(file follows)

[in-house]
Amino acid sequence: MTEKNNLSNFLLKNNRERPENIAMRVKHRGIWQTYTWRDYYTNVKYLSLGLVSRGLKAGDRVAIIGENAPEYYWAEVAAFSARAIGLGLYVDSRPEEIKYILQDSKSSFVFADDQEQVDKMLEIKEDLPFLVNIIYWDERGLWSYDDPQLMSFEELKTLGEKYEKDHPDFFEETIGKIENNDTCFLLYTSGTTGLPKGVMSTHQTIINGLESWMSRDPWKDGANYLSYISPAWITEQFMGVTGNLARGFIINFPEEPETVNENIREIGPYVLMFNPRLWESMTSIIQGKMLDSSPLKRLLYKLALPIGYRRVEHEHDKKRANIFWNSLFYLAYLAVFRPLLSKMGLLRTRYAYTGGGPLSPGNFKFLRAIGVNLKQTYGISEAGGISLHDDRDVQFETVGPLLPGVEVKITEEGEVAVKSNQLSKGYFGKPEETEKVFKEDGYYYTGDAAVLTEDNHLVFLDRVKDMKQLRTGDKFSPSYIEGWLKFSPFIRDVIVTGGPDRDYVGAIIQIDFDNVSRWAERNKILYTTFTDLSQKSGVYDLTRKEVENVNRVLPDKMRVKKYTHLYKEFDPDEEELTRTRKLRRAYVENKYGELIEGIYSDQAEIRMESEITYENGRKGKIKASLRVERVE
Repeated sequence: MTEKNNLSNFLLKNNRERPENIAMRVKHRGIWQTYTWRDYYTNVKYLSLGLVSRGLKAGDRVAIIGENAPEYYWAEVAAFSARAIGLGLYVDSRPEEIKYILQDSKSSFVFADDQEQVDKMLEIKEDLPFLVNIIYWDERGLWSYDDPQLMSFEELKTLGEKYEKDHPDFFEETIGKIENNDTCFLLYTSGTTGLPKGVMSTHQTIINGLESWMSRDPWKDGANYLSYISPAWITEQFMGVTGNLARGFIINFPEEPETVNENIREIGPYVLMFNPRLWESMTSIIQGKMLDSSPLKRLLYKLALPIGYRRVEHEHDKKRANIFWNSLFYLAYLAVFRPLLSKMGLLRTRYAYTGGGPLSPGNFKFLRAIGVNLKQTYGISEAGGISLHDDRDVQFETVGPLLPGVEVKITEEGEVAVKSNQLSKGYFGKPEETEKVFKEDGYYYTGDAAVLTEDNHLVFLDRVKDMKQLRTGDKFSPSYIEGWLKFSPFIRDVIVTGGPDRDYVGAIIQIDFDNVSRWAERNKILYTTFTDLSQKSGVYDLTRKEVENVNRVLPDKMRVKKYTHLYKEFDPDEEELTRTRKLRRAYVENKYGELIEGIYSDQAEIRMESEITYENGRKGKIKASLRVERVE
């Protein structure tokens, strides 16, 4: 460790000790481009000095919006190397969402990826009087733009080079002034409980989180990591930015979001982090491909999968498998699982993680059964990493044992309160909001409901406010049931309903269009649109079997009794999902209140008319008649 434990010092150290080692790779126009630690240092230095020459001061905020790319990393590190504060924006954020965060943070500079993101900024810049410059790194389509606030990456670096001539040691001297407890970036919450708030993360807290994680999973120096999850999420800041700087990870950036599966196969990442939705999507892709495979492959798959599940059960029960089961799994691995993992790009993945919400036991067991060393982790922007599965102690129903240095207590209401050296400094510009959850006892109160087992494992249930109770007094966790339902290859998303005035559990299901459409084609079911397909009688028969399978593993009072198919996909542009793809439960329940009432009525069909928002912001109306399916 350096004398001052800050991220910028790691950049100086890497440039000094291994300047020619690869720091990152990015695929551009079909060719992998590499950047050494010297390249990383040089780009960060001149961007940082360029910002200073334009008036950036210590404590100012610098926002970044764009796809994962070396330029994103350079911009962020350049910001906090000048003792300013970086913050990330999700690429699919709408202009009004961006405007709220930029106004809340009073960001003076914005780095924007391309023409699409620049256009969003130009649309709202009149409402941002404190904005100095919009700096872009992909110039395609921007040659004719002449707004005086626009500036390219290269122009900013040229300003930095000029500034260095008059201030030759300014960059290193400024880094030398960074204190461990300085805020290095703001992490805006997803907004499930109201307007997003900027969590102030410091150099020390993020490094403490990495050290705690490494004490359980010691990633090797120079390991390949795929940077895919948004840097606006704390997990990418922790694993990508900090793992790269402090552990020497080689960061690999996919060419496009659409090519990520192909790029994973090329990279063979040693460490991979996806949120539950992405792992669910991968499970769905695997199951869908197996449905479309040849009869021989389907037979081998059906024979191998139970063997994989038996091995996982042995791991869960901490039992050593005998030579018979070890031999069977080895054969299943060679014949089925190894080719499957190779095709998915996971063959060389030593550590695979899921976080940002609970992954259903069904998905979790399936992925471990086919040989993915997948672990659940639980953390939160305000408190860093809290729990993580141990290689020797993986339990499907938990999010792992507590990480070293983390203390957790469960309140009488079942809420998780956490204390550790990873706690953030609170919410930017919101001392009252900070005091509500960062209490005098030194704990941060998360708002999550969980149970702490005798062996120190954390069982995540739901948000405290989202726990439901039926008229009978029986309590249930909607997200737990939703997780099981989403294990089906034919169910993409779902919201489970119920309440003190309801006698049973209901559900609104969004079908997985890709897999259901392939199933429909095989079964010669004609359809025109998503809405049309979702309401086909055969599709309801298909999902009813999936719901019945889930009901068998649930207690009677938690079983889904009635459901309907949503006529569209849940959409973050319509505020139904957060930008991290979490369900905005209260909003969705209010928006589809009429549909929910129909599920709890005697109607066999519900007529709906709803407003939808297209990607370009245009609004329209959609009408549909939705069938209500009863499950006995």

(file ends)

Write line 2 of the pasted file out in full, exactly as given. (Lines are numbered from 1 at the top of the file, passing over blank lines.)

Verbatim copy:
Amino acid sequence: MTEKNNLSNFLLKNNRERPENIAMRVKHRGIWQTYTWRDYYTNVKYLSLGLVSRGLKAGDRVAIIGENAPEYYWAEVAAFSARAIGLGLYVDSRPEEIKYILQDSKSSFVFADDQEQVDKMLEIKEDLPFLVNIIYWDERGLWSYDDPQLMSFEELKTLGEKYEKDHPDFFEETIGKIENNDTCFLLYTSGTTGLPKGVMSTHQTIINGLESWMSRDPWKDGANYLSYISPAWITEQFMGVTGNLARGFIINFPEEPETVNENIREIGPYVLMFNPRLWESMTSIIQGKMLDSSPLKRLLYKLALPIGYRRVEHEHDKKRANIFWNSLFYLAYLAVFRPLLSKMGLLRTRYAYTGGGPLSPGNFKFLRAIGVNLKQTYGISEAGGISLHDDRDVQFETVGPLLPGVEVKITEEGEVAVKSNQLSKGYFGKPEETEKVFKEDGYYYTGDAAVLTEDNHLVFLDRVKDMKQLRTGDKFSPSYIEGWLKFSPFIRDVIVTGGPDRDYVGAIIQIDFDNVSRWAERNKILYTTFTDLSQKSGVYDLTRKEVENVNRVLPDKMRVKKYTHLYKEFDPDEEELTRTRKLRRAYVENKYGELIEGIYSDQAEIRMESEITYENGRKGKIKASLRVERVE